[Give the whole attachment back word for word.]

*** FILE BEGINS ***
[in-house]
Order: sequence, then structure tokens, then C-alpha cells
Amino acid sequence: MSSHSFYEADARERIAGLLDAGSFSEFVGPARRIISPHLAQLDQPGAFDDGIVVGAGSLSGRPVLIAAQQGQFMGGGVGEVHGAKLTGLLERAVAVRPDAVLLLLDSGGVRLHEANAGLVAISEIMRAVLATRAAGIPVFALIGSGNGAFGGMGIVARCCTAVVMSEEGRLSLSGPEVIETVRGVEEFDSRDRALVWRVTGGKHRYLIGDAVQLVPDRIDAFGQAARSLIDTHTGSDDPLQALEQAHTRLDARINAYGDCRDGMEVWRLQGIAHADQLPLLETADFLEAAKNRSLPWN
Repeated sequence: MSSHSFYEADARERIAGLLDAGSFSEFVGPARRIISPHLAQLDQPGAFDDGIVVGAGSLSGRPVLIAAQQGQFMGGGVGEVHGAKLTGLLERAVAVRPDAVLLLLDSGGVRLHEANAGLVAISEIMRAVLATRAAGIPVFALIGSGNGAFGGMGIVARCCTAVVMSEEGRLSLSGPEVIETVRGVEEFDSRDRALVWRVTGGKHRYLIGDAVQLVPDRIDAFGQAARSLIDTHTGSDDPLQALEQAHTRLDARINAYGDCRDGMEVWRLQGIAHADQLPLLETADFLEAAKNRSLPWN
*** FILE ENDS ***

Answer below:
[in-house]
Order: sequence, then structure tokens, then C-alpha cells
Amino acid sequence: MSSHSFYEADARERIAGLLDAGSFSEFVGPARRIISPHLAQLDQPGAFDDGIVVGAGSLSGRPVLIAAQQGQFMGGGVGEVHGAKLTGLLERAVAVRPDAVLLLLDSGGVRLHEANAGLVAISEIMRAVLATRAAGIPVFALIGSGNGAFGGMGIVARCCTAVVMSEEGRLSLSGPEVIETVRGVEEFDSRDRALVWRVTGGKHRYLIGDAVQLVPDRIDAFGQAARSLIDTHTGSDDPLQALEQAHTRLDARINAYGDCRDGMEVWRLQGIAHADQLPLLETADFLEAAKNRSLPWN
Repeated sequence: MSSHSFYEADARERIAGLLDAGSFSEFVGPARRIISPHLAQLDQPGAFDDGIVVGAGSLSGRPVLIAAQQGQFMGGGVGEVHGAKLTGLLERAVAVRPDAVLLLLDSGGVRLHEANAGLVAISEIMRAVLATRAAGIPVFALIGSGNGAFGGMGIVARCCTAVVMSEEGRLSLSGPEVIETVRGVEEFDSRDRALVWRVTGGKHRYLIGDAVQLVPDRIDAFGQAARSLIDTHTGSDDPLQALEQAHTRLDARINAYGDCRDGMEVWRLQGIAHADQLPLLETADFLEAAKNRSLPWN